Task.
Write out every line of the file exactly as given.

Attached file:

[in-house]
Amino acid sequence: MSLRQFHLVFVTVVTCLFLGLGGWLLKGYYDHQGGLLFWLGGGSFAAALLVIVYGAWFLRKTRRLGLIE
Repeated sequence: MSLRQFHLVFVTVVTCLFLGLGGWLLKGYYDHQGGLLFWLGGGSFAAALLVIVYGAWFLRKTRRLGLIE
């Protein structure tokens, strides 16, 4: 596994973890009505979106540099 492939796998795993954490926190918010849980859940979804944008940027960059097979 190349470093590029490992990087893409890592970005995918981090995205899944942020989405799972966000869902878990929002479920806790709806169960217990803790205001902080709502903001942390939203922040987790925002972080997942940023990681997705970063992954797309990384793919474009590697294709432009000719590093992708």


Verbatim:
[in-house]
Amino acid sequence: MSLRQFHLVFVTVVTCLFLGLGGWLLKGYYDHQGGLLFWLGGGSFAAALLVIVYGAWFLRKTRRLGLIE
Repeated sequence: MSLRQFHLVFVTVVTCLFLGLGGWLLKGYYDHQGGLLFWLGGGSFAAALLVIVYGAWFLRKTRRLGLIE
């Protein structure tokens, strides 16, 4: 596994973890009505979106540099 492939796998795993954490926190918010849980859940979804944008940027960059097979 190349470093590029490992990087893409890592970005995918981090995205899944942020989405799972966000869902878990929002479920806790709806169960217990803790205001902080709502903001942390939203922040987790925002972080997942940023990681997705970063992954797309990384793919474009590697294709432009000719590093992708």